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Walmart, which has something of a reputation for making things tough for nearby local businesses (a charge the company disputes), took action to counteract that rap by announcing that it would lease two spaces at its planned Georgia Avenue store to other businesses, preferably local ones. Now we know more about what those businesses will be: a bank and a restaurant.
On April 3, according to an email obtained through a Freedom of Information Act, Walmart’s director of community affairs, Nina Albert, informed Ward 4 Councilmember Muriel Bowser that the smaller of the two retail spaces would be filled by a bank, but that the larger one was still available, and she suggested that Bowser publicize the availability.
Bowser’s office, it turned out, was already working on it. Two weeks earlier, Carla Merritt of the LeDroit Park Development Company, which specializes in retail, had emailed two Bowser staffers regarding “Councilmember Bowser’s desire to have a coffee shop co-located with the Wal-Mart being built on GA Ave NW.” Merritt suggested two retailers that were “preliminarily interested” in the space: Sticky Fingers Bakery, which currently operates in Columbia Heights, and DC Scoop Cafe on U Street.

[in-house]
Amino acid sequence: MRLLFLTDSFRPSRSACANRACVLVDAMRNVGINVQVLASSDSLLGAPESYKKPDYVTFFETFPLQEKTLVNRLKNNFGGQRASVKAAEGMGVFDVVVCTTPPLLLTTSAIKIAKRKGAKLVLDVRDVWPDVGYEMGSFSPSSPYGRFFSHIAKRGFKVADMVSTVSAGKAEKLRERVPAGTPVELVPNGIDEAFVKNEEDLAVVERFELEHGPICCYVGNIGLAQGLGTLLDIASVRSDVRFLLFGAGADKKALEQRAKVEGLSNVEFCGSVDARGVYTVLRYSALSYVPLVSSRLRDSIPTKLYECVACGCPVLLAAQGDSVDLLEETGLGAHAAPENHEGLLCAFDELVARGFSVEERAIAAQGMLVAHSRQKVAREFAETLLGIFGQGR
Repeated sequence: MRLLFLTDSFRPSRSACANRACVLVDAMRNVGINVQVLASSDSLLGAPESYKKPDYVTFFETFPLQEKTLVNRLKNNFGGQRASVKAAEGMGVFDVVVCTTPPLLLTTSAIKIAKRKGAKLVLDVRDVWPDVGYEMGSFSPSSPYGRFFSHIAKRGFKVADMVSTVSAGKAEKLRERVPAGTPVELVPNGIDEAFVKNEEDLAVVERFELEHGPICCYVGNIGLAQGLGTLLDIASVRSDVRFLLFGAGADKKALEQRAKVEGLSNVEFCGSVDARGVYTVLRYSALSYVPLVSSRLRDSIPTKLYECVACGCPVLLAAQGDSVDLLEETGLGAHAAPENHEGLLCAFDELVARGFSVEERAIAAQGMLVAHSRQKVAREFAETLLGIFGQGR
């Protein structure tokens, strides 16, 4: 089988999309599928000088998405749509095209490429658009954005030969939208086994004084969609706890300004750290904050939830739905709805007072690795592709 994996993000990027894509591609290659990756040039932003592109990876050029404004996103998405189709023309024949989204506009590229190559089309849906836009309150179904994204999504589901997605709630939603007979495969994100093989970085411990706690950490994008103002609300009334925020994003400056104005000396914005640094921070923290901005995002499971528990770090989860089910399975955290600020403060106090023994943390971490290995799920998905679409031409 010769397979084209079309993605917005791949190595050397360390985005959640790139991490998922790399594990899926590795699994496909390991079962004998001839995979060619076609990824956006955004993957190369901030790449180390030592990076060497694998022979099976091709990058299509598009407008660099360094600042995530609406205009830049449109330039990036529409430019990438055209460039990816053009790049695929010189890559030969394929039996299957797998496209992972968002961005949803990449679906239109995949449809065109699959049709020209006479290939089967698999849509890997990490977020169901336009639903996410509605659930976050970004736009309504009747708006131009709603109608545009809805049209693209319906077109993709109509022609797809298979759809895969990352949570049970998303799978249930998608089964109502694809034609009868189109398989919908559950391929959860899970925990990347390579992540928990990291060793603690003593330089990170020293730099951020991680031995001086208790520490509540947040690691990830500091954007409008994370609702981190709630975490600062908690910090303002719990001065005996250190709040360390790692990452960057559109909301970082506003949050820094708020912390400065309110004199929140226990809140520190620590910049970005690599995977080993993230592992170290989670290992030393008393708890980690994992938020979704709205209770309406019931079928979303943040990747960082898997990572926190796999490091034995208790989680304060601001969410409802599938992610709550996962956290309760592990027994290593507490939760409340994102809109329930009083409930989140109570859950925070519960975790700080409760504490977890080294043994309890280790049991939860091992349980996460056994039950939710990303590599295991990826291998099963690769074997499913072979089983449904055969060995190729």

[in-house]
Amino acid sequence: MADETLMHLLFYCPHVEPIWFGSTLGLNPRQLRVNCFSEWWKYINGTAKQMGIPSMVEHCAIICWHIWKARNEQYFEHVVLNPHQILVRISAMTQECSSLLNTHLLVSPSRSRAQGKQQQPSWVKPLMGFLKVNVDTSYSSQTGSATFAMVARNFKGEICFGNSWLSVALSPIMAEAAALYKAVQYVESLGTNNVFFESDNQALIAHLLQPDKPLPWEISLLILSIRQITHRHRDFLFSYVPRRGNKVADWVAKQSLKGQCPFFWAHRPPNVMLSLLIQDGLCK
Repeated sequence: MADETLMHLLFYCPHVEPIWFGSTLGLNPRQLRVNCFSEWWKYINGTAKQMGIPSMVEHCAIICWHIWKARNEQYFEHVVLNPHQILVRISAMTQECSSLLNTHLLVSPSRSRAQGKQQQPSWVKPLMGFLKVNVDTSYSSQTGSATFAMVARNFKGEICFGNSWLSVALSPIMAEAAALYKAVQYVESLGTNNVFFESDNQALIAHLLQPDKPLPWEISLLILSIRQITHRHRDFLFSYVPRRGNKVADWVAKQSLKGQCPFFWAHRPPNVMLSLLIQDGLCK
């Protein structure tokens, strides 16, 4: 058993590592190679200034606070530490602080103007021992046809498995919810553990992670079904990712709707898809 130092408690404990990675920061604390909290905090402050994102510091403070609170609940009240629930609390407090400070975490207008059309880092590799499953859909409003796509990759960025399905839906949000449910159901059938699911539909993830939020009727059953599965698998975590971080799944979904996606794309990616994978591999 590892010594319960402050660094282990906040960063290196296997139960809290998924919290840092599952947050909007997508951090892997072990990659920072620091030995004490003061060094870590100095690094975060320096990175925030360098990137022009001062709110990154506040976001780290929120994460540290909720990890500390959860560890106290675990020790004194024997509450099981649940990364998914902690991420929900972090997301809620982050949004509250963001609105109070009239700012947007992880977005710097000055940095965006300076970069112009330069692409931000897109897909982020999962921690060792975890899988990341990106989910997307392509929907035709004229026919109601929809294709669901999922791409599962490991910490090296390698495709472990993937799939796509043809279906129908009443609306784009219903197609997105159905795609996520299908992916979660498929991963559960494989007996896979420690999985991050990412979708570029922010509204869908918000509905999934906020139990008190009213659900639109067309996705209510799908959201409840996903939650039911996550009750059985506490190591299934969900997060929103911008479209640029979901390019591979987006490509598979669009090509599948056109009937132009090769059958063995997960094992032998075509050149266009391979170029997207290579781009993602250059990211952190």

But the owner of DC Scoop Cafe, who answered the phone but declined to give her name, says it hasn’t worked out. Doron Petersan, the owner of Sticky Fingers, says she decided against pursuing a store in the Walmart space, partly because she “personally will not support Walmart.”
“It’s definitely conflicting for a business like me, a tiny little self-run business,” says Petersan. “While Walmart might bring a lot of business to that area and help my business succeed, at the same time Walmart is a monopoly of sorts and puts small businesses out of business.”
Merritt says she was in touch with Walmart and its retail broker until a few weeks ago, at which point they informed her that they’d signed a letter of intent with a business. But they didn’t tell her what type of business it was.
Bowser, however, has some insight. She says she was hearing that it would be either a pizza place or a coffee shop, but that the coffee shop idea now appears to be out. Regardless, she says, it’ll be a sit-down food establishment.
“The space is really well suited to a food use, and that is my preference for the space,” she says.
Walmart spokeswoman Amanda Henneberg declines to provide additional information, writing in an email, “Negotiations are currently taking place, but we have no details to provide at this time.” But she says the Georgia Avenue Walmart is expected to open at the end of the year.
Rendering of the Georgia Avenue store via Walmart